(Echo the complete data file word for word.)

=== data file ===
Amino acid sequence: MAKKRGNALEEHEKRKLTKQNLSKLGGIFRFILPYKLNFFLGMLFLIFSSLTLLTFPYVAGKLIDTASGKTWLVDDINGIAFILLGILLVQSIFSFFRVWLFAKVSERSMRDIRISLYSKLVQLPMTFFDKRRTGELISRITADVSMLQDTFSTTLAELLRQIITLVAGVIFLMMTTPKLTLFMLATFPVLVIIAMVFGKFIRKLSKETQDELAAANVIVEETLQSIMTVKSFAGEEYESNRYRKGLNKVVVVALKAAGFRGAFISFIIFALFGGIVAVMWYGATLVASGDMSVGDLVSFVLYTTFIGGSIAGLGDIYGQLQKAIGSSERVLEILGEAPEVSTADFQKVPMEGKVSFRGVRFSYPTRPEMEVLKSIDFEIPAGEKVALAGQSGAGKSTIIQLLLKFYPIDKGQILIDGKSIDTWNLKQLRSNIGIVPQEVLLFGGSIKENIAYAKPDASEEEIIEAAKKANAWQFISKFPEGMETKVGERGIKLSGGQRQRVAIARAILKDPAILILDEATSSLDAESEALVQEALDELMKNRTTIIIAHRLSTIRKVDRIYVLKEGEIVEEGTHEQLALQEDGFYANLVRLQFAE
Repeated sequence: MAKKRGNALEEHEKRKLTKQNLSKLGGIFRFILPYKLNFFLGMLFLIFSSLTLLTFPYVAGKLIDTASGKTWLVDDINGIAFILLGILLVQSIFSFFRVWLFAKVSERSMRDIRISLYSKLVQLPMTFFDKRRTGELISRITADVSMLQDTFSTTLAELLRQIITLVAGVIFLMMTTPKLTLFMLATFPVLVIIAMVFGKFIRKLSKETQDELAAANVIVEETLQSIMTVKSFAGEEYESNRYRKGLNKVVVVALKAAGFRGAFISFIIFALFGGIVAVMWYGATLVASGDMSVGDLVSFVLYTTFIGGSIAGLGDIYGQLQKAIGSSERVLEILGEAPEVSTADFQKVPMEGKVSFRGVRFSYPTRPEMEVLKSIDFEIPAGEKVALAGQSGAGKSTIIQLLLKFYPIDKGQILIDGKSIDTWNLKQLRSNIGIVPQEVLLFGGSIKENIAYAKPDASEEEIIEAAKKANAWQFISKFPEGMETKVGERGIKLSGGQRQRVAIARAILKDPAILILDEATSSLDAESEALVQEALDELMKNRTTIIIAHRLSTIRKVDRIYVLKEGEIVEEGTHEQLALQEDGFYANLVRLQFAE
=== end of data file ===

Amino acid sequence: MAKKRGNALEEHEKRKLTKQNLSKLGGIFRFILPYKLNFFLGMLFLIFSSLTLLTFPYVAGKLIDTASGKTWLVDDINGIAFILLGILLVQSIFSFFRVWLFAKVSERSMRDIRISLYSKLVQLPMTFFDKRRTGELISRITADVSMLQDTFSTTLAELLRQIITLVAGVIFLMMTTPKLTLFMLATFPVLVIIAMVFGKFIRKLSKETQDELAAANVIVEETLQSIMTVKSFAGEEYESNRYRKGLNKVVVVALKAAGFRGAFISFIIFALFGGIVAVMWYGATLVASGDMSVGDLVSFVLYTTFIGGSIAGLGDIYGQLQKAIGSSERVLEILGEAPEVSTADFQKVPMEGKVSFRGVRFSYPTRPEMEVLKSIDFEIPAGEKVALAGQSGAGKSTIIQLLLKFYPIDKGQILIDGKSIDTWNLKQLRSNIGIVPQEVLLFGGSIKENIAYAKPDASEEEIIEAAKKANAWQFISKFPEGMETKVGERGIKLSGGQRQRVAIARAILKDPAILILDEATSSLDAESEALVQEALDELMKNRTTIIIAHRLSTIRKVDRIYVLKEGEIVEEGTHEQLALQEDGFYANLVRLQFAE
Repeated sequence: MAKKRGNALEEHEKRKLTKQNLSKLGGIFRFILPYKLNFFLGMLFLIFSSLTLLTFPYVAGKLIDTASGKTWLVDDINGIAFILLGILLVQSIFSFFRVWLFAKVSERSMRDIRISLYSKLVQLPMTFFDKRRTGELISRITADVSMLQDTFSTTLAELLRQIITLVAGVIFLMMTTPKLTLFMLATFPVLVIIAMVFGKFIRKLSKETQDELAAANVIVEETLQSIMTVKSFAGEEYESNRYRKGLNKVVVVALKAAGFRGAFISFIIFALFGGIVAVMWYGATLVASGDMSVGDLVSFVLYTTFIGGSIAGLGDIYGQLQKAIGSSERVLEILGEAPEVSTADFQKVPMEGKVSFRGVRFSYPTRPEMEVLKSIDFEIPAGEKVALAGQSGAGKSTIIQLLLKFYPIDKGQILIDGKSIDTWNLKQLRSNIGIVPQEVLLFGGSIKENIAYAKPDASEEEIIEAAKKANAWQFISKFPEGMETKVGERGIKLSGGQRQRVAIARAILKDPAILILDEATSSLDAESEALVQEALDELMKNRTTIIIAHRLSTIRKVDRIYVLKEGEIVEEGTHEQLALQEDGFYANLVRLQFAE